m&h Hexagon 3D Form Inspect software makes it easy to create measuring programmes on the computer in the workshop. The software converts workshop CAD data into a surface model and the part is displayed with its target values. A few clicks of the mouse is all it takes for the operator to set the points, surfaces or geometries to be measured and allocate them the desired measuring capabilities. In the background, 3D Form Inspect writes the corresponding positioning programme for the measuring probe. Where possible, the exact counterpoints for the measurement are independently determined by the software, which excludes the possibility of erroneous measurements due to operator inaccuracy. The software knows the dimensions of all m&h measuring probes and carries out the calculations in the background while the measuring capabilities and the required positioning are automatically determined. An on-screen simulation displays the movements of the measuring probe and an automatic collision check is carried out with the part. Probing points that would result in a collision between parts of the measuring probe and the part are automatically excluded and displayed. This on-screen simulation results in a machine programme being automatically written into the software in accordance with the relevant post processor. This software process ensures maximum operational safety with extremely simple, fast programming.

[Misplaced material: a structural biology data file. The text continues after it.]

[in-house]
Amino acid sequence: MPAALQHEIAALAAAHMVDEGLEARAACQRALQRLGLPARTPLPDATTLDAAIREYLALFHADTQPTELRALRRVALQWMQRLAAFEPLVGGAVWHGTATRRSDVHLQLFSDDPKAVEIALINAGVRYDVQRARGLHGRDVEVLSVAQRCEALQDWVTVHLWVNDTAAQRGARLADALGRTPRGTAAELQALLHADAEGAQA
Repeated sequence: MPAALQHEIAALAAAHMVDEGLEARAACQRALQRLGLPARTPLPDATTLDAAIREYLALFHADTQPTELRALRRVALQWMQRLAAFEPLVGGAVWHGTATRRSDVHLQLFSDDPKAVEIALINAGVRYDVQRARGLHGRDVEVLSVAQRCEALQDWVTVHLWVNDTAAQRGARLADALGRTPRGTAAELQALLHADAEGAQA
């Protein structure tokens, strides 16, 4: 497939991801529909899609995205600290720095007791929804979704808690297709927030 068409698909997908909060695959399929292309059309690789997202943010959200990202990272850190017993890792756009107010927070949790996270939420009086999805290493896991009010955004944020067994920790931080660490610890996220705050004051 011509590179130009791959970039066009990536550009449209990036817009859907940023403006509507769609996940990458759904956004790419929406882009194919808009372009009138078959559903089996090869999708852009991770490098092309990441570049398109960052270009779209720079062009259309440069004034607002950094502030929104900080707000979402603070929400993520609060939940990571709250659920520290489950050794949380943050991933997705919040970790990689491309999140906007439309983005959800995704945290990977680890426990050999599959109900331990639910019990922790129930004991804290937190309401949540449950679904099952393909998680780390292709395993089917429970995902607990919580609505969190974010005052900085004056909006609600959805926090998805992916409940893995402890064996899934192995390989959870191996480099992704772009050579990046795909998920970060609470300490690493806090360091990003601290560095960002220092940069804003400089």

Probing the measuring points in the machine generates a new programme, which is transmitted back to the operator’s computer. This contains the measured values, which are immediately integrated into the on-screen image of the part. The machine operator then immediately knows whether the part in any way deviates from its target values and the software can show him/her whether it remains within the tolerance range or not by means of colour coding. As the part is still subject to tension, the operator can react immediately and, if necessary, improve or rework sections of the part through tool correction or another processing method.